Unfortunately, despite eBay's promises to help, PROACT turned out to be anything but proactive - they stonewalled, pretended to send emails that "must have gone to the spam folder" (they didn't), and then eventually the agent assigned to my case just stopped responding at all.
I had done a very deep dive investigating this fraud in my role for the company in an effort to try to stop the losses and offered everything I had found to PROACT on a silver platter - including a list of tracking numbers for all the fraudulent purchases in a 6 month timeframe that eBay could have easily cross referenced in their systems to identify potentially hundreds of hijacked accounts used for fraud on their platform.
To my absolute and utter astonishment, PROACT declined to accept any of the information I offered, assuring me they had their own proprietary algorithms to flag fraudulent activity on accounts and appropriate action would be taken, which clearly never happened.
What happened to the "partnering with retailers" part of that acronym?
I've since moved on from that position, so I'm not sure if the fraud continues against that specific company, but I've had several merchants reach out to me personally after they have experienced the same nightmare scenario.
Here's what Scott Glenn from Home Depot and any other merchants big or small needs to know - triangulation fraud is widespread and ongoing on eBay and any business with an online presence is a potential target.
Glenn told CNBC brick and mortar theft to resell online is so prevalent that Home Depot must lock up any power tools in the store over $100 to try to deter criminals. I have bad news for him - those same tools are being stolen off Home Depot's virtual selves by triangulation fraud, and likely in far greater numbers.
The company I worked for sold car care and detailing products, including buffers made by Dewalt and Milwaukie. Several of the fraudulent accounts I found selling those items also had other power tools listed and feedback from buyers specifically stating an item they purchased had been shipped to them from Home Depot using a stolen credit card.
Here's a report from a user on the eBay sub-reddit who I believe also likely experienced triangulation fraud that targeted Home Depot.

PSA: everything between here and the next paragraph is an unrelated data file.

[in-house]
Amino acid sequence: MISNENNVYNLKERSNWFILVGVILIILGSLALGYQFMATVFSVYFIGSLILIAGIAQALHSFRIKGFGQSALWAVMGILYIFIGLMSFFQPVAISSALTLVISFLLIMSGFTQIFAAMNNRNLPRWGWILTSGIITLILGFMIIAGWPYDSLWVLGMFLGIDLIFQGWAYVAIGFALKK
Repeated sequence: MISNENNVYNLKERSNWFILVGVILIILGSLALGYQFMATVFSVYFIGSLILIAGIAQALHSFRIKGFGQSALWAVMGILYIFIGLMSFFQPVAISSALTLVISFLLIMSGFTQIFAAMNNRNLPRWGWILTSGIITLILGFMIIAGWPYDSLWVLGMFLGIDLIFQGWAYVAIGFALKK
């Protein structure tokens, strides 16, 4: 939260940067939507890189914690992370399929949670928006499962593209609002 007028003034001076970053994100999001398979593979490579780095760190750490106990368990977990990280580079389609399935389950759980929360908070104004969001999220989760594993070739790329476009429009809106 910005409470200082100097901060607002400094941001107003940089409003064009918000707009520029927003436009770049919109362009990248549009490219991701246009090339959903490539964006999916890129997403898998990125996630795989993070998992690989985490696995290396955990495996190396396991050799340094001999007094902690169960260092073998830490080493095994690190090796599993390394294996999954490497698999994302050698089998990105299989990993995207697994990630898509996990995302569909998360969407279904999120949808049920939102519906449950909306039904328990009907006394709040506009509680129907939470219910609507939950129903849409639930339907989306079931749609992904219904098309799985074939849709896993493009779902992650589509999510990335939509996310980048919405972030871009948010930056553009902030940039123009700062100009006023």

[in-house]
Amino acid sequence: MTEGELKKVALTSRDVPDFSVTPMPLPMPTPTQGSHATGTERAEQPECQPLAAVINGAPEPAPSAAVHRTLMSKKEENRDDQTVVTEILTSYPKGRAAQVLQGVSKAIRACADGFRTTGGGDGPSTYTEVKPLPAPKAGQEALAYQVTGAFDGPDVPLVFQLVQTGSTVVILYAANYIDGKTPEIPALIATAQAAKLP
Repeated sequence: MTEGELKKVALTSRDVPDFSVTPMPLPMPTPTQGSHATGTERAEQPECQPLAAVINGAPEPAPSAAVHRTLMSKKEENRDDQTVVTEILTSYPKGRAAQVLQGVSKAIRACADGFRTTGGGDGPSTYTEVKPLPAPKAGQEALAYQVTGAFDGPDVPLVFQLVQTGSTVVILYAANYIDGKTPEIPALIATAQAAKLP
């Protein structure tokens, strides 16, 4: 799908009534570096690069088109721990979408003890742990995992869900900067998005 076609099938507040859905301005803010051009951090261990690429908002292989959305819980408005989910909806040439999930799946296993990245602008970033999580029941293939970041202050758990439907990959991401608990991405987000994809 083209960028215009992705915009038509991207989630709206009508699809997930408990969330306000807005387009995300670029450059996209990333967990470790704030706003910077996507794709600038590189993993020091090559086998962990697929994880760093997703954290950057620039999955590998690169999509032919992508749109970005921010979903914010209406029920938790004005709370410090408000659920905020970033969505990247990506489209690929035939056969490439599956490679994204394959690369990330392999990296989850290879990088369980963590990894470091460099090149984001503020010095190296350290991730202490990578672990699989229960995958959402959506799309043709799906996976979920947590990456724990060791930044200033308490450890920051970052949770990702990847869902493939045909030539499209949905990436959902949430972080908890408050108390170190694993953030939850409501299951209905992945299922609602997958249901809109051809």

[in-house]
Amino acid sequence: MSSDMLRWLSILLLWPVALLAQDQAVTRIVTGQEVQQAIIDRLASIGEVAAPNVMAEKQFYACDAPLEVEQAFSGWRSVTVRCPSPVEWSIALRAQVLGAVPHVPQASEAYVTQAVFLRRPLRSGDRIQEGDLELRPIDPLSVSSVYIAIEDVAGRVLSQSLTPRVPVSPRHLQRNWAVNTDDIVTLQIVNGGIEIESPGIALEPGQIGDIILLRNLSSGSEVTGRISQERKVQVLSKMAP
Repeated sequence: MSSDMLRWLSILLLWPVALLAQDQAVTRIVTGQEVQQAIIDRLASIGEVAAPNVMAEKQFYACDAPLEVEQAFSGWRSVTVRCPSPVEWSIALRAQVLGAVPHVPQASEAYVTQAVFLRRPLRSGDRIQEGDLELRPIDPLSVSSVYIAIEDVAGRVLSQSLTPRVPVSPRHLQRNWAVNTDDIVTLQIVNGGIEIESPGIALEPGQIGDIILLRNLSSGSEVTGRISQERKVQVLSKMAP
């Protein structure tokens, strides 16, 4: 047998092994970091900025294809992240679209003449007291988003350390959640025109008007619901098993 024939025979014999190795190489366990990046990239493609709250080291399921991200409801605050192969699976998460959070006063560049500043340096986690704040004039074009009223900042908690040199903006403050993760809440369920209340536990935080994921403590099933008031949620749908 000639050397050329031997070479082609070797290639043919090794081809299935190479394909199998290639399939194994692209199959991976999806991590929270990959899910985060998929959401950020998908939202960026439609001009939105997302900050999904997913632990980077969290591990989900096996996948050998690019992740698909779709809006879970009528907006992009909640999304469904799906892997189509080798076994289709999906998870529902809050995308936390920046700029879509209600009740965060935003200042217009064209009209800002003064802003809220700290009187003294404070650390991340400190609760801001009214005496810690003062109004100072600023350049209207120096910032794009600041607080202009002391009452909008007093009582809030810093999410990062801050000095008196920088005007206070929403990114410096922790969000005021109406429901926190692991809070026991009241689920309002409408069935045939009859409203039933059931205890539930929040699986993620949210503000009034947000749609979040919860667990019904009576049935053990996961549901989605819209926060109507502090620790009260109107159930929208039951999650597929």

If either Mr. Glenn or Mr. Carson is interested in more information about this kind of fraud still operating on eBay targeting Home Depot and others, I'd be more than happy to discuss my experiences - contact info here.
As I said back in December, I believe the INFORM Consumers act is a good step in holding marketplaces accountable for illegal activity on their sites.
However, by focusing exclusively on requiring transparency and disclosure of accountholder information, they've missed an important piece of the puzzle - in some cases the account may be hacked/compromised or using stolen identity information and therefore the person whose name and contact information is being used may actually be a victim, not an accomplice.
For example, the UK already has regulations requiring eBay to disclose the name, address and contact information for business accounts. I've seen many UK scam listings where the fraudster has compromised and taken over an account, created thousands of fraudulent listings and every single one of them still has the legitimate accountholder's contact information at the bottom of the listing.
Requiring a legitimate businessperson to provide and disclose contact information doesn't protect anyone if the account has been hacked and is being used fraudulently in the commission of a crime. Hacked accounts can be used to fence goods stolen from brick and mortar retail stores just as easily as they can be used for other types of online fraud.
Stricter vetting and Know Your Customer requirements are a good step, but by no means a cure-all for online crime. These marketplaces must be held accountable not just for vetting seller information, but also for the safety and security of their own websites to prevent hijacked accounts being used for all manner of fraud and criminal activity.